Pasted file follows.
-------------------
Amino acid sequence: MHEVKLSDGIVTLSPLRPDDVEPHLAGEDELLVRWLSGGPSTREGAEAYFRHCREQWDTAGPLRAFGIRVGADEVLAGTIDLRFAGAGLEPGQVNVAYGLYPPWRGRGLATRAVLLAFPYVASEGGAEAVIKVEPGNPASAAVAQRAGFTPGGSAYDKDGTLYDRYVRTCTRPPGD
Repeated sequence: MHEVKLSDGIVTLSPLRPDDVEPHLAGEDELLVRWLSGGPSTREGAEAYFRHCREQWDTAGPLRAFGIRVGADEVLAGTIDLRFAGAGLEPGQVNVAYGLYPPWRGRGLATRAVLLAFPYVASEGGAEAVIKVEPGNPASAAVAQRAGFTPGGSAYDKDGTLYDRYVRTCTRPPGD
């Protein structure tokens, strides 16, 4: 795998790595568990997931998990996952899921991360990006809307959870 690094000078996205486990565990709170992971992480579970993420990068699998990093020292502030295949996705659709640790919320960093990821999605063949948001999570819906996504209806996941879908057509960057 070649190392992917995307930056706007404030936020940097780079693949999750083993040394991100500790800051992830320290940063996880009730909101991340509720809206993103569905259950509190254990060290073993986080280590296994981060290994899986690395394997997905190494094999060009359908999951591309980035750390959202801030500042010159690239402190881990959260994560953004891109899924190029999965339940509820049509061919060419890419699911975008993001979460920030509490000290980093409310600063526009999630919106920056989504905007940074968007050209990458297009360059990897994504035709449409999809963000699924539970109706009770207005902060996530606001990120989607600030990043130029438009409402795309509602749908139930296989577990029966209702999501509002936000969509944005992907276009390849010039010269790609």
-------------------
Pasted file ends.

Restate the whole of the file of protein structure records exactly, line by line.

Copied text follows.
Amino acid sequence: MHEVKLSDGIVTLSPLRPDDVEPHLAGEDELLVRWLSGGPSTREGAEAYFRHCREQWDTAGPLRAFGIRVGADEVLAGTIDLRFAGAGLEPGQVNVAYGLYPPWRGRGLATRAVLLAFPYVASEGGAEAVIKVEPGNPASAAVAQRAGFTPGGSAYDKDGTLYDRYVRTCTRPPGD
Repeated sequence: MHEVKLSDGIVTLSPLRPDDVEPHLAGEDELLVRWLSGGPSTREGAEAYFRHCREQWDTAGPLRAFGIRVGADEVLAGTIDLRFAGAGLEPGQVNVAYGLYPPWRGRGLATRAVLLAFPYVASEGGAEAVIKVEPGNPASAAVAQRAGFTPGGSAYDKDGTLYDRYVRTCTRPPGD
């Protein structure tokens, strides 16, 4: 795998790595568990997931998990996952899921991360990006809307959870 690094000078996205486990565990709170992971992480579970993420990068699998990093020292502030295949996705659709640790919320960093990821999605063949948001999570819906996504209806996941879908057509960057 070649190392992917995307930056706007404030936020940097780079693949999750083993040394991100500790800051992830320290940063996880009730909101991340509720809206993103569905259950509190254990060290073993986080280590296994981060290994899986690395394997997905190494094999060009359908999951591309980035750390959202801030500042010159690239402190881990959260994560953004891109899924190029999965339940509820049509061919060419890419699911975008993001979460920030509490000290980093409310600063526009999630919106920056989504905007940074968007050209990458297009360059990897994504035709449409999809963000699924539970109706009770207005902060996530606001990120989607600030990043130029438009409402795309509602749908139930296989577990029966209702999501509002936000969509944005992907276009390849010039010269790609």